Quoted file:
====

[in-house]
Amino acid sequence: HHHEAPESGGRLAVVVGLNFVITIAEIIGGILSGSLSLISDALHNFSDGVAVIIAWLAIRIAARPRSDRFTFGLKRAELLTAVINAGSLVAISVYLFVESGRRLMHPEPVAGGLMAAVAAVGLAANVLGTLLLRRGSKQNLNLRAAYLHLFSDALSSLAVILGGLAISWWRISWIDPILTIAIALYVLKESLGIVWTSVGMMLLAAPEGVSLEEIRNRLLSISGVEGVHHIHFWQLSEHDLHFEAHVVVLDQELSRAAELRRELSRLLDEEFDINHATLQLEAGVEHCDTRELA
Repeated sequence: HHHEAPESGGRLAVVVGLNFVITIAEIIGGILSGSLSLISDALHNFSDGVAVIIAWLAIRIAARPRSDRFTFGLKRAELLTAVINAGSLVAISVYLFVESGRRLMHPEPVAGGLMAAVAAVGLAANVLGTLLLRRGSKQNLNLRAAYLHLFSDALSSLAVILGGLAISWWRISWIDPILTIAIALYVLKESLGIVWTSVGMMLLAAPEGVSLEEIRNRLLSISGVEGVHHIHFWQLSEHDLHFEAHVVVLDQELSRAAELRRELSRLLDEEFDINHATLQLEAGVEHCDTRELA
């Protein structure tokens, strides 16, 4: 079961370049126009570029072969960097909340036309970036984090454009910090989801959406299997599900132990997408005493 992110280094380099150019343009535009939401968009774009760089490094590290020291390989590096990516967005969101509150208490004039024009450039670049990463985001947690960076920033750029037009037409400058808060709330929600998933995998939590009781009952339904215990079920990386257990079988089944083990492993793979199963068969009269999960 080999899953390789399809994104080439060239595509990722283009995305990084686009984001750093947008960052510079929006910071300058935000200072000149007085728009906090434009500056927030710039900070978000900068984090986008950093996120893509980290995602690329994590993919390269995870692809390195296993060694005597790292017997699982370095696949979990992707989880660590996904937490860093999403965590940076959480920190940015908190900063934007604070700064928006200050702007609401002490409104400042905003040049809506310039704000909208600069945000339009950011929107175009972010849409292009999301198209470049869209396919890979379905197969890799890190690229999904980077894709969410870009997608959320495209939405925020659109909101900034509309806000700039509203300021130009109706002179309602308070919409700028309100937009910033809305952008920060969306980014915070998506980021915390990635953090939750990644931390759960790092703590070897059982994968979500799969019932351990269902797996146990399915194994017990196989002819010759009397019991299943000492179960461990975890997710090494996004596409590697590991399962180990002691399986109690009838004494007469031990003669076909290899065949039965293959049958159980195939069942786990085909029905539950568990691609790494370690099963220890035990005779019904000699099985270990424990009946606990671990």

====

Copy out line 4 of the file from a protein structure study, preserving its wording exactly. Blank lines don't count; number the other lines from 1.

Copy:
């Protein structure tokens, strides 16, 4: 079961370049126009570029072969960097909340036309970036984090454009910090989801959406299997599900132990997408005493 992110280094380099150019343009535009939401968009774009760089490094590290020291390989590096990516967005969101509150208490004039024009450039670049990463985001947690960076920033750029037009037409400058808060709330929600998933995998939590009781009952339904215990079920990386257990079988089944083990492993793979199963068969009269999960 080999899953390789399809994104080439060239595509990722283009995305990084686009984001750093947008960052510079929006910071300058935000200072000149007085728009906090434009500056927030710039900070978000900068984090986008950093996120893509980290995602690329994590993919390269995870692809390195296993060694005597790292017997699982370095696949979990992707989880660590996904937490860093999403965590940076959480920190940015908190900063934007604070700064928006200050702007609401002490409104400042905003040049809506310039704000909208600069945000339009950011929107175009972010849409292009999301198209470049869209396919890979379905197969890799890190690229999904980077894709969410870009997608959320495209939405925020659109909101900034509309806000700039509203300021130009109706002179309602308070919409700028309100937009910033809305952008920060969306980014915070998506980021915390990635953090939750990644931390759960790092703590070897059982994968979500799969019932351990269902797996146990399915194994017990196989002819010759009397019991299943000492179960461990975890997710090494996004596409590697590991399962180990002691399986109690009838004494007469031990003669076909290899065949039965293959049958159980195939069942786990085909029905539950568990691609790494370690099963220890035990005779019904000699099985270990424990009946606990671990």